Researchers at the National Institute of Standards and Technology (NIST), along with Texas A&M and the University of Maryland, have successfully taken the first pictures of baby nanotubes when they were just a few atoms old. This collaborative study was carried out to better understand the factors that affect the formation of nanotubes. The results of the study have been published online in Nano Letters.
The pictures provide key insight regarding the origination and formation of carbon nanotubes and could pave the way for researchers to develop nanotubes that have the required properties. In order to grow the preferred carbon nanotubes, it is important to understand the growth process known as nucleation. To accomplish this, the nucleation process must be imaged as it happens, but this is a complex process as several fast-moving atoms are involved. This means, high resolution images should be taken as quickly as possible.
Given that high-resolution cameras are costly, NIST researchers slowed the rate of growth by reducing the pressure within an environmental scanning transmission electron microscope. Within the chamber of the microscope, under low pressure and high heat, the researchers observed that carbon atoms produced from acetylene fell down on tiny bits of cobalt carbide, at which point they adhere and form into graphene and ultimately surround the nanoparticle to grow into nanotubes.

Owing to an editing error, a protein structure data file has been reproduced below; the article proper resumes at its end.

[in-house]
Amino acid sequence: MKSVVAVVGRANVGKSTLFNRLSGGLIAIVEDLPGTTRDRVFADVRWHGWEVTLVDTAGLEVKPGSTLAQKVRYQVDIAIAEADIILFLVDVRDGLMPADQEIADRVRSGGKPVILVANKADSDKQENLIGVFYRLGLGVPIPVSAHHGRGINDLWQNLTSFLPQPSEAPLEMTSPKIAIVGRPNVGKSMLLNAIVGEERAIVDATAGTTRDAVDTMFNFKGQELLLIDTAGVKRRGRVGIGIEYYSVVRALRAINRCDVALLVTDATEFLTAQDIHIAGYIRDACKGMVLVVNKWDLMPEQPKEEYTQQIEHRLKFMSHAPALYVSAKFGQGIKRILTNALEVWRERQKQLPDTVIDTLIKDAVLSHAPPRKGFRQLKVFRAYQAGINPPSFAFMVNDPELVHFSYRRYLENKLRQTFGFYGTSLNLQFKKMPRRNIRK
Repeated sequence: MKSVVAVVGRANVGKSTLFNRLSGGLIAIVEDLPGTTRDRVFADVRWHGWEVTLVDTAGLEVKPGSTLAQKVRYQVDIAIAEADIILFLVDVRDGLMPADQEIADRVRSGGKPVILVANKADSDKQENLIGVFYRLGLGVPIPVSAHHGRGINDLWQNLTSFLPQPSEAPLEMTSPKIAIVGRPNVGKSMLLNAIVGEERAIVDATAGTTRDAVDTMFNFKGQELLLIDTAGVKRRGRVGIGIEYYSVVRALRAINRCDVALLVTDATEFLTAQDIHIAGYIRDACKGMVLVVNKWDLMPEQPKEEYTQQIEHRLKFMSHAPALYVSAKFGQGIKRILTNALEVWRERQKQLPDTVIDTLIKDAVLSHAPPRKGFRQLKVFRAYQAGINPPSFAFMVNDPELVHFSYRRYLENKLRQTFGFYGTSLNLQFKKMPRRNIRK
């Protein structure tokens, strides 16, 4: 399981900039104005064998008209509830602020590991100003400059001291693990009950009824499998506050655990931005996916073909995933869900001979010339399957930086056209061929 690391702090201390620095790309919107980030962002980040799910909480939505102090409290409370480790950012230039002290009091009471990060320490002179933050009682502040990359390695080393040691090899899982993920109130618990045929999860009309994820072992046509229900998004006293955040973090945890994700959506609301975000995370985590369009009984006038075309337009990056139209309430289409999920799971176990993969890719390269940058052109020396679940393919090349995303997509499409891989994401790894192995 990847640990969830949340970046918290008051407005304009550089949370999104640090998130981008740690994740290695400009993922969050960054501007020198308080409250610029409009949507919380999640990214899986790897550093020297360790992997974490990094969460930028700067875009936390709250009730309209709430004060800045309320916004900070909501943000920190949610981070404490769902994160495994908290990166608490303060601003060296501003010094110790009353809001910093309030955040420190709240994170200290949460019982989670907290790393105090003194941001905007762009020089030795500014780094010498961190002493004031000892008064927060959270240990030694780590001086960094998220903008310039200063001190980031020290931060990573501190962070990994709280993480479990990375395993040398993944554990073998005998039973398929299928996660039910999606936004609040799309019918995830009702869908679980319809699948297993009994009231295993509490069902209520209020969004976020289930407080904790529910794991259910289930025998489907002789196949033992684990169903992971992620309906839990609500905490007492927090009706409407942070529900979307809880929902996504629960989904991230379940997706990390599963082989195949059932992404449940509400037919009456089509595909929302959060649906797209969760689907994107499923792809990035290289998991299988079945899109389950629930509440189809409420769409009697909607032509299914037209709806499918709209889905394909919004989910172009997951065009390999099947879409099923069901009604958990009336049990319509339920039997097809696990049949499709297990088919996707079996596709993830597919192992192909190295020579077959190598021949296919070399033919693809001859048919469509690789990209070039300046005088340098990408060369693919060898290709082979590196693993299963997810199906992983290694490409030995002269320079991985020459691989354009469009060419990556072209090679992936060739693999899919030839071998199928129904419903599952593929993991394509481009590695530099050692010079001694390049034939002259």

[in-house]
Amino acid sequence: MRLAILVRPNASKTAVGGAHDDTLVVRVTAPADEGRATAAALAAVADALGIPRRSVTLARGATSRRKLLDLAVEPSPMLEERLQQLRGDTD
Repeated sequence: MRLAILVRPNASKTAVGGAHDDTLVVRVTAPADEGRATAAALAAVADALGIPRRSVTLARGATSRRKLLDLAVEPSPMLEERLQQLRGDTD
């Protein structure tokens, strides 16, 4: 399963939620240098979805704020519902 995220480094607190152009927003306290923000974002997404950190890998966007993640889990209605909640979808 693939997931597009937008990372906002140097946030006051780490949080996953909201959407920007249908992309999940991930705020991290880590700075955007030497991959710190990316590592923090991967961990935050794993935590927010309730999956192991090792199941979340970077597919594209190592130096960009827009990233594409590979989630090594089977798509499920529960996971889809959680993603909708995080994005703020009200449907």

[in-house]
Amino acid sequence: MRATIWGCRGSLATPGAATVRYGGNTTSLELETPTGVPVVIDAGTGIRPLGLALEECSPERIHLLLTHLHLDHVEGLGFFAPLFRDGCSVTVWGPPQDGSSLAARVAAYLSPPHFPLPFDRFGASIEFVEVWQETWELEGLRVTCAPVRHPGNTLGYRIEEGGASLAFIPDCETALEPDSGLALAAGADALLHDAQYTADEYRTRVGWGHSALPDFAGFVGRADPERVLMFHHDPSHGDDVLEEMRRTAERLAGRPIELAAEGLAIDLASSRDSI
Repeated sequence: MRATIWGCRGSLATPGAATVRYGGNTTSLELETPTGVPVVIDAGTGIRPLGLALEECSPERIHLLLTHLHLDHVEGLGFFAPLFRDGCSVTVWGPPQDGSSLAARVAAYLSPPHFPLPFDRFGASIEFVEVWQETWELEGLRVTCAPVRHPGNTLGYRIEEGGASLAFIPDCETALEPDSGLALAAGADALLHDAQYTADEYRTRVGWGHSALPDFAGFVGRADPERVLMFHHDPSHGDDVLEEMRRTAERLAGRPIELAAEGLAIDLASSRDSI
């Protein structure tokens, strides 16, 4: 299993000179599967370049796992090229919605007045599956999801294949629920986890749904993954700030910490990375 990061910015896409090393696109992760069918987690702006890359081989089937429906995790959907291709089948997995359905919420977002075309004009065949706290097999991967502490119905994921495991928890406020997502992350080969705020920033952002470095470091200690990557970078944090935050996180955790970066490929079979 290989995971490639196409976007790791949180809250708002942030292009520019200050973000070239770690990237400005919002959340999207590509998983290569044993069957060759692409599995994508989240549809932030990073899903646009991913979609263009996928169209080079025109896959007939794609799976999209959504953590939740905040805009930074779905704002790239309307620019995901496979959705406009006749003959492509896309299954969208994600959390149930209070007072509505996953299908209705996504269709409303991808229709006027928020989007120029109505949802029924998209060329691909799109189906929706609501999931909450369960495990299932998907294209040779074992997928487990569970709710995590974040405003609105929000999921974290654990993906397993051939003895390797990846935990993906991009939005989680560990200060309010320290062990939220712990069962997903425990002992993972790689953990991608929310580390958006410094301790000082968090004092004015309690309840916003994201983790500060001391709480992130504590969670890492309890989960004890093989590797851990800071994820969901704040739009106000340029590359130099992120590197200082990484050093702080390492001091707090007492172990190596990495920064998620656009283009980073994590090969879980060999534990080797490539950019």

As the carbon atoms form graphene on the surface of the cobalt carbide nanoparticle, they look for configurations that are energetically favorable. Although graphene has a hexagonal structure that resembles a honeycomb lattice, the shape of the nanoparticle pushes the carbon atoms to organize themselves into pentagonal shapes inside the honeycomb pattern. These pentagonal irregularities in the graphene structure enable the graphene to bend and turn into a nanotube.
Our observations showed that the carbon atoms attached only to the pure metal facets of the cobalt carbide nanoparticle, and not those facets interlaced with carbon atoms. The burgeoning tube then grew above the cobalt-carbon facets until it found another pure metal surface to attach to, forming a closed cap. Carbon atoms continued to attach at the cobalt facets, pushing the previously formed graphene along toward the cap in a kind of carbon assembly line and lengthening the tube. This whole process took only a few seconds.
NIST chemist Renu Sharma
The team is planning to determine the nanotubes’ chirality as they grow, and also intending to utilize metal nanoparticles with different surfaces to explore their adhesive properties and how they influence the diameter and chirality of the nanotubes.